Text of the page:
Why Transportation Policy Is Finally Changing

Transportation policy is not changing because traffic engineers (or city planners) have seen the light, or because our society has finally internalized the reality that we can’t build our way out of congestion – every new road will eventually get overused.  Even the growing green cultural awareness is not enough, by itself, to cause a shift.  I’d like to take credit.  But none of us advocates are really to blame — although we have helped push the rotting tree as it falls.

Decision-makers are adopting a new vision, at least rhetorically, because the externalized costs of our car-centric transportation system have finally become too expensive to be ignored:  climate and environment damage, energy and international vulnerabilities, public health problems and the resulting cost of medical care.  The current collapse of the deregulated financial industry’s bubble economy, and the resulting implosion of the American auto industry — helped, of course, by its own poor management — has been the final nail in the coffin.  Now that the auto industry has (at least temporarily) lost its normal political clout, the opportunity has arisen for ideas promoted by progressive advocates to have a larger-than-normal impact on local, state, and even national transportation policies.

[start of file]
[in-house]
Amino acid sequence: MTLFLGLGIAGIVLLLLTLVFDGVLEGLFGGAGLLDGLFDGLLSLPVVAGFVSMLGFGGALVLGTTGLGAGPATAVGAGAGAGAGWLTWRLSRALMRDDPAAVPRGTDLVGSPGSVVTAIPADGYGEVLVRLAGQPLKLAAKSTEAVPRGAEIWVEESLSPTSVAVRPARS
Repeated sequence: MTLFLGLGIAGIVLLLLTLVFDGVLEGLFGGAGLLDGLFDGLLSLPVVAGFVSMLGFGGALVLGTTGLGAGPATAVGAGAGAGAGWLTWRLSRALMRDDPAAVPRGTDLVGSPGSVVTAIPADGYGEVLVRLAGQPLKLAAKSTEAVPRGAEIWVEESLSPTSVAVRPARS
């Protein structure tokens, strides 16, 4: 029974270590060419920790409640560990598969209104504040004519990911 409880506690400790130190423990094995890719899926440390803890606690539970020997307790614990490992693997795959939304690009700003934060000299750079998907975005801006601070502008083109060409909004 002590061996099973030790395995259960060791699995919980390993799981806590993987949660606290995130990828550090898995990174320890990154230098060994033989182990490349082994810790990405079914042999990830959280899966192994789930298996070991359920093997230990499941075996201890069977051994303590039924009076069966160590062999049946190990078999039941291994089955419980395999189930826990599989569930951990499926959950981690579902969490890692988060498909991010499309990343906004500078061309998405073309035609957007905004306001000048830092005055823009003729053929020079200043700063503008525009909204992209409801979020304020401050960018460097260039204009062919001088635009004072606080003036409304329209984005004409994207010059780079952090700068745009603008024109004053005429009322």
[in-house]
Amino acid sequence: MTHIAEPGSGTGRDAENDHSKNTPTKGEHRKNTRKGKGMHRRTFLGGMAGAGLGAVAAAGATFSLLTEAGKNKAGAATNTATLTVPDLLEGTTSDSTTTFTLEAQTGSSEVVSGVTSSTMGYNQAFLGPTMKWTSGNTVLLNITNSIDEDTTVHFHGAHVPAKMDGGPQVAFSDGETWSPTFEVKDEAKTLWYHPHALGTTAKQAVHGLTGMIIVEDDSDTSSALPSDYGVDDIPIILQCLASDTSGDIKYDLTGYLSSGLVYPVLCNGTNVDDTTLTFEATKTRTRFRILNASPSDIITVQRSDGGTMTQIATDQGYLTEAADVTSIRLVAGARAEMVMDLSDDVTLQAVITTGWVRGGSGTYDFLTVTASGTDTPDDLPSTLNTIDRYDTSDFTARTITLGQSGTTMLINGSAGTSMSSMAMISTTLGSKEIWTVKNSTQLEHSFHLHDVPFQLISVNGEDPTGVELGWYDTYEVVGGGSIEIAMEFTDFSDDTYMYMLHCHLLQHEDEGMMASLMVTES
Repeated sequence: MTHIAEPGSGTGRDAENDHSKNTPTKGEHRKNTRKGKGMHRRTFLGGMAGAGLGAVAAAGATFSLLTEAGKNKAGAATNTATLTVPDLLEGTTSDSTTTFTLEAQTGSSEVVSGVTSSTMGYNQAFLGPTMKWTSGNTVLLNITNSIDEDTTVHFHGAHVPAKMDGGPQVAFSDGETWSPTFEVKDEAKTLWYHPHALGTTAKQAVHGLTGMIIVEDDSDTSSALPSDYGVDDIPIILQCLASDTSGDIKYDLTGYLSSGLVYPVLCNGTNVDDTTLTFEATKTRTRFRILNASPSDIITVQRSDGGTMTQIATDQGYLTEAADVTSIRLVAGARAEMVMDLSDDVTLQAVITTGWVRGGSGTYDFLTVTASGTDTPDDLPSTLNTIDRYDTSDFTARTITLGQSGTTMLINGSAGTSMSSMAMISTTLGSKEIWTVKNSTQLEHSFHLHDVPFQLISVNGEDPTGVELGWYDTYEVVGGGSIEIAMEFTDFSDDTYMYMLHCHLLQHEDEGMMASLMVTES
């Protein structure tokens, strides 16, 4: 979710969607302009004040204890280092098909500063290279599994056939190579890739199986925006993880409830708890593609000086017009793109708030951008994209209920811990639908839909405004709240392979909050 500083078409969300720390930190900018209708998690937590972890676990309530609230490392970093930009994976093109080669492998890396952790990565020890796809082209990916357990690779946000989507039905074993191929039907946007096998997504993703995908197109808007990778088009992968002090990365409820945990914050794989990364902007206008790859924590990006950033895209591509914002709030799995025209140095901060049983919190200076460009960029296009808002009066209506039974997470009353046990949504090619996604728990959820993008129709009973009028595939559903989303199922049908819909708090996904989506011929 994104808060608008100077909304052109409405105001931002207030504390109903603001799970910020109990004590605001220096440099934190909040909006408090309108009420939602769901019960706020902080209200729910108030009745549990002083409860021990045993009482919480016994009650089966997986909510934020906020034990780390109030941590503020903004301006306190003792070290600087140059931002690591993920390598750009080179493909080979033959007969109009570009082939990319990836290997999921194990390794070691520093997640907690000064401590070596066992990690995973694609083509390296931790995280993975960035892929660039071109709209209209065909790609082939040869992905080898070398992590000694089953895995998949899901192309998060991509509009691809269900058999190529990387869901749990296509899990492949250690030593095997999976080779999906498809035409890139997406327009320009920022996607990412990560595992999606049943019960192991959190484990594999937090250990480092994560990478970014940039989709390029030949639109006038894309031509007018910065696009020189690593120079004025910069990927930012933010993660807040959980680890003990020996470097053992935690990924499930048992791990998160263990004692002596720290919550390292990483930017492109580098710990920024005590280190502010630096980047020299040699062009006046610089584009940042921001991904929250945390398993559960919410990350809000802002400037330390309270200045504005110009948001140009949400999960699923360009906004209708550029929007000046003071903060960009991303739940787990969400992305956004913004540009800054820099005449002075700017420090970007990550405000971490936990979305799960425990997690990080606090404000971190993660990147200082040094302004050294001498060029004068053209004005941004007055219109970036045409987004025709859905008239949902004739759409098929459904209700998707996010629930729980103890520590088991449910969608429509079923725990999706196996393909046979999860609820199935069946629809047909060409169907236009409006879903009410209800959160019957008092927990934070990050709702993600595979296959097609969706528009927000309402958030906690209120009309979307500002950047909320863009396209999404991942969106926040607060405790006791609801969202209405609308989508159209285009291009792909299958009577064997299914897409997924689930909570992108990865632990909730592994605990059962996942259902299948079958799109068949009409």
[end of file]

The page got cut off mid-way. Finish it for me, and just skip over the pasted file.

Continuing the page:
Fortunately, there are people involved in environment, climate, energy, and health issues who are painfully aware of our transportation systems negative impact on their area of concern.  This creates a unique opportunity to create a broad coalition with the collective clout necessary to push for significant change in our national, state, and local transportation systems.  It is unlikely that we will be able to win our most radical demands, but if we can unite around a core set of structural changes and find ways to take advantage of the current economic and political turmoil, we have a good chance of making some key advances.

It is this vision, of a broad multi-issue coalition united around a vision of “active, sustainable, transportation” that motivates me and the entire LivableStreets Alliance and shapes our strategies.

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